These, more than the wistful reflections, are the feelings that need to dominate today. I think the reasons these kind of statements are rarely heard (outside of bbs' like this one, in which many of the better people of this country come to share ideas), is twofold. One, many people are somehow still blind to the fact that the threat that brought us 9/11 is still active and alive. Either through overt evasions of facts (leftists) or through a lack of gray matter, some people just do not see that it is our entire culture that is being threatened.
The other is a group of idiots masquerading as psychologists who have announced that hatred is categorically a bad thing. But today, on the anniversary of the single-greatest attack on innocent Americans in our history, I say it is time to affirm the value of hate. Hate has an important place in the world. It is the appropriate and healthy response to seeing the things you love and cherish threatened or destroyed. It is an affirmation, in these circumstances, of the love you have for those things you value. Can you imagine the kind of vicious, sub-human, evil who can look on Bin Laden with blithe indifference, following the premise that it is wrong to hate? Such a person is vile to even think of. Should the mother resist hating the slime who wishes to abduct her children for pornographic movies? Is there some "healthier" emotion she should feel? I argue that it is evil to even assert such a thing. There is only one emotion which is appropriate and "healthy" to feel about such a person - hatred.
Hatred is the emotion that is properly dominant during the period between which you recognize the threat to (or destruction of) your values, and the time that you have eliminated the threat (or vindicated the injustice). It is the emotional fuel that helps you press through the difficulties that are involved in fighting against evil in the world. It is the white-hot coal burning in your chest that you can hearken back to, reminding you of your purpose and steeling your resolve in your difficult moments. Only hate can serve this purpose, when your values are being threatened or destroyed. Once the threat is eliminated, or justice is done, then is the time to let reflection and mourning become dominant. But not before.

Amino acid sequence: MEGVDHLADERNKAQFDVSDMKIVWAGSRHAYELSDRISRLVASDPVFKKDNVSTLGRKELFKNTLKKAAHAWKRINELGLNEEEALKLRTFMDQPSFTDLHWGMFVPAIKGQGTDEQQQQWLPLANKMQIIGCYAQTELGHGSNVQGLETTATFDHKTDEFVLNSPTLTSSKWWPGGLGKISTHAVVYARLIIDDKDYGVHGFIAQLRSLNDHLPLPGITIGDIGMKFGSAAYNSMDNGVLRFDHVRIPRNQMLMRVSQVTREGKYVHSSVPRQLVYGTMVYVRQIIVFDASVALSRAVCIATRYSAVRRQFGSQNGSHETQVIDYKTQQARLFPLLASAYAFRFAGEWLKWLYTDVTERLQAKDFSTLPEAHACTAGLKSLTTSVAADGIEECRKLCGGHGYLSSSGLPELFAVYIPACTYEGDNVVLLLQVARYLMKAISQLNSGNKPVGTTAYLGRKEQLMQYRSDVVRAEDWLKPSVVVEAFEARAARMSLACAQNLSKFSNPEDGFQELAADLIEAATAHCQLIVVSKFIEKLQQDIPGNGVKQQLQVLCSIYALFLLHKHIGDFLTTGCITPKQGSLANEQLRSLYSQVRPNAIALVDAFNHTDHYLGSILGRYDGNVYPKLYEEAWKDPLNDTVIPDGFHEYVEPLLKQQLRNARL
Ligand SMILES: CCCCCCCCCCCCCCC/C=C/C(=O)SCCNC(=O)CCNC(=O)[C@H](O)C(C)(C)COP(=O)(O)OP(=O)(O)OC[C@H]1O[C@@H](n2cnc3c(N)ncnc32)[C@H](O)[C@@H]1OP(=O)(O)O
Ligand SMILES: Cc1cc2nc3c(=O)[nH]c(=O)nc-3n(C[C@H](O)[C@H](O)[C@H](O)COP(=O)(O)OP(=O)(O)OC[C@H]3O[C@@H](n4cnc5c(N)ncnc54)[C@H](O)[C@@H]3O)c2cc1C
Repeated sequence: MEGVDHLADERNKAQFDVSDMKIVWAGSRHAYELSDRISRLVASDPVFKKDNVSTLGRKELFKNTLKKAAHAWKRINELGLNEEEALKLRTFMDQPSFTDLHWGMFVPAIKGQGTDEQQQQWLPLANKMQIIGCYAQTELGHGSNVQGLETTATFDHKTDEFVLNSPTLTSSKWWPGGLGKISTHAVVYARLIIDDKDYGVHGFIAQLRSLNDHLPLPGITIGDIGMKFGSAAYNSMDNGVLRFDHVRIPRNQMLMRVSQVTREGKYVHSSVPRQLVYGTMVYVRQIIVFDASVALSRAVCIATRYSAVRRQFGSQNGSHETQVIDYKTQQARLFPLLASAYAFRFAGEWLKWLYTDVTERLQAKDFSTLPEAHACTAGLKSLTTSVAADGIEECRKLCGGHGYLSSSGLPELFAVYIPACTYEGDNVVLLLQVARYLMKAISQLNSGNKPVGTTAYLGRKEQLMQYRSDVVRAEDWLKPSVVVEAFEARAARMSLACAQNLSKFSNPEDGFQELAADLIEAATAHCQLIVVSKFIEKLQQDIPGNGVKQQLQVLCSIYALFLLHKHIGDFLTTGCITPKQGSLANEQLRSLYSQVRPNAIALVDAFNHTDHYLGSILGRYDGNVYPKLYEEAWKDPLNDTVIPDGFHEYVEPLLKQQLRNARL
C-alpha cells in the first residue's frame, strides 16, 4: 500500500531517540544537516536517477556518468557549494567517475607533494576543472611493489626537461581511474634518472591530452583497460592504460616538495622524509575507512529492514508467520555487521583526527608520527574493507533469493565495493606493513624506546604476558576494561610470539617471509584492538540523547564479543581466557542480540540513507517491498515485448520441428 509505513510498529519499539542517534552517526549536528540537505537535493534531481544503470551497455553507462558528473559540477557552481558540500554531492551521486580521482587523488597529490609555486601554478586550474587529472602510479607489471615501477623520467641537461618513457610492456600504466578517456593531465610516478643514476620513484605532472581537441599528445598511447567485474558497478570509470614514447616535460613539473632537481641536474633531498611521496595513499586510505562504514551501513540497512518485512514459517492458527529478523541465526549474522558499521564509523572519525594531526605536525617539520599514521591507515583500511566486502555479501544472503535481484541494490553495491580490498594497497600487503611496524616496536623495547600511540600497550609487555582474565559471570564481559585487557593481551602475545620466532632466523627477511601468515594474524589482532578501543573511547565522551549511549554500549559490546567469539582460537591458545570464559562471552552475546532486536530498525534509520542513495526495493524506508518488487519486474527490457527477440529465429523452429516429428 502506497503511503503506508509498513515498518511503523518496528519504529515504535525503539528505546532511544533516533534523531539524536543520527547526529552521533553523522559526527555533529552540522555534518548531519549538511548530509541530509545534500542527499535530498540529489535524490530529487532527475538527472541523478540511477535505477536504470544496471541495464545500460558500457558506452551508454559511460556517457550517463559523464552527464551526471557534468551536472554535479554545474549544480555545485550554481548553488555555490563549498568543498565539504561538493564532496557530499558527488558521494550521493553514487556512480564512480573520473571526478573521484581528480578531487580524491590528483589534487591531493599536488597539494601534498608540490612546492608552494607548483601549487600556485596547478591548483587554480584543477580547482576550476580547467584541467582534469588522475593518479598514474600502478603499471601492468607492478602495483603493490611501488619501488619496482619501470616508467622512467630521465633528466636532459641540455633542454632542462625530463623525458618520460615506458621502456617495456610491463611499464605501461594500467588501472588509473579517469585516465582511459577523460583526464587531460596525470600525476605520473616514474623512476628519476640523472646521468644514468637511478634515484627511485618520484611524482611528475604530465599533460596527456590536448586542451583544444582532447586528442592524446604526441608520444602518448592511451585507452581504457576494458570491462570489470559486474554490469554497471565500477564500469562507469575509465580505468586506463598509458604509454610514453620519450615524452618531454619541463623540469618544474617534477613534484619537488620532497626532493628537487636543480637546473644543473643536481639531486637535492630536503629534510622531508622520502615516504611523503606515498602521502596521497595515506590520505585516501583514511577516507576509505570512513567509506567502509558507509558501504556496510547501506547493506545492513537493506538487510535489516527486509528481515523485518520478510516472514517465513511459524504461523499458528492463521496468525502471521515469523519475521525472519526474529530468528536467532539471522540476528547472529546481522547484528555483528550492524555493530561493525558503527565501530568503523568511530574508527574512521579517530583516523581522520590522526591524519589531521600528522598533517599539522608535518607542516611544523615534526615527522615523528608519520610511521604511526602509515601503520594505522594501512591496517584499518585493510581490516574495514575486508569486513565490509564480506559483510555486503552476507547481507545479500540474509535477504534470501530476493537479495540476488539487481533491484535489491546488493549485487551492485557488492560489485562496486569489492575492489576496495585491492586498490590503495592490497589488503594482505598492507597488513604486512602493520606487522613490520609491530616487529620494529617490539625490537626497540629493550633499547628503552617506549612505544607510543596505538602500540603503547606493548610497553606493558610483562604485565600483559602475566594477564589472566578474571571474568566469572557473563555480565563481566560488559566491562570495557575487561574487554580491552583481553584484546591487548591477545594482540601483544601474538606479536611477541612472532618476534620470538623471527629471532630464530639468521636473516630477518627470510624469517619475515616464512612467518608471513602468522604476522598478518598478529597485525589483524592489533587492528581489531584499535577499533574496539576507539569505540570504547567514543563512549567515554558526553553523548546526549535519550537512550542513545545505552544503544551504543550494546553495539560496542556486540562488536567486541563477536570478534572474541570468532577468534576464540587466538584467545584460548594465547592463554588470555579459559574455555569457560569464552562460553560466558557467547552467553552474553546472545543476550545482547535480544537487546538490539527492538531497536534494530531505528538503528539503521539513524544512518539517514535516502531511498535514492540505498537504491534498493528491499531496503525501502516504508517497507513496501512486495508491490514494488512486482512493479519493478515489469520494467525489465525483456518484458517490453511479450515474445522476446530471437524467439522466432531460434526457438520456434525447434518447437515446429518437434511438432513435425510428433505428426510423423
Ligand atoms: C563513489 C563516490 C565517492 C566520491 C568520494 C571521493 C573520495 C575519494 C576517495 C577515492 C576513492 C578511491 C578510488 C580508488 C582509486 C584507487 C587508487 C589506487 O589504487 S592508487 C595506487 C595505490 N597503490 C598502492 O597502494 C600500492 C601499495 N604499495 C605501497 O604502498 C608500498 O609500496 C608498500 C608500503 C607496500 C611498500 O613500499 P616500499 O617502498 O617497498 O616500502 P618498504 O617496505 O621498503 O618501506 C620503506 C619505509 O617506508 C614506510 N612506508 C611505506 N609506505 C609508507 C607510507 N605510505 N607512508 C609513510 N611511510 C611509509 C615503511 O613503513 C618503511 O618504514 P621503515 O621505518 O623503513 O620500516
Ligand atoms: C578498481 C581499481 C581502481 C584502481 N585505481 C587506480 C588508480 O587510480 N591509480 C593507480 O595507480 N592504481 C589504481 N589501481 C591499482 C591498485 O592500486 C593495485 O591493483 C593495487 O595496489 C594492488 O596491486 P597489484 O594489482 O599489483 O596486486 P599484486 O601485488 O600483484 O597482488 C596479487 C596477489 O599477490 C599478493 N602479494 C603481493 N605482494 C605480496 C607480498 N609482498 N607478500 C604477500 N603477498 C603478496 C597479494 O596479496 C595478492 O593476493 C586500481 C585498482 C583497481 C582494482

Imagine you are in a house that is on fire, and while making your way out of the house with your wife/husband and children, you see a beam fall from the ceiling and kill your spouse instantly. Would you collapse there on the floor in the burning house, mourning your loss, while the fire that killed him crept closer to you and your children? Of course not. Imagine you are in a crowded bank lobby, and a random person pulls a knife and slits your girlfriend's throat before you can stop him. Are you going to ignore your immediate reaction of anger (it's unhealthy, after all) and begin mourning your girlfriend while the bastard still stands there? And if you punch him in the mouth, but do not knock him out, and some leftist in the peanut gallery exhorts you to stop on the grounds that the assailant hasn't given his side of the story yet, are you going to reproach yourself for not making an effort to first understand every nuance of the scumbag's twisted motivation?
If not, then I ask you today to do something not many others will. Invoke the image in your mind of your fellow Americans - someone's mother, father, sister, brother, son or daughter - being forced to make the choice between flinging themselves off the 92nd floor of the WTC, and being burned alive. Remember them tumbling, head over heels, in peaceful resignation at so much that was possible to them, but was denied on the grounds that the "material happiness" they found is an affront to some bearded caveman in a mud-hut with an affinity for 7th century mysticism. Bring it into your mind until you can taste the bitter rage that you felt that day, when you took your AR in your lap and called your old unit, or whatever else you did. That is the affirmation that the victims of 9/11 deserve from all of us, because if we are going to extract justice from its perpetrators it will have to be because we so love this country, and what it stands for, that we burn with hate at those who would destroy it. Today, in memory of 9/11, rekindle your hatred of its perpetrators. Until they are all rotting corpses, hate is the appropriate emotion that should dominate on this day."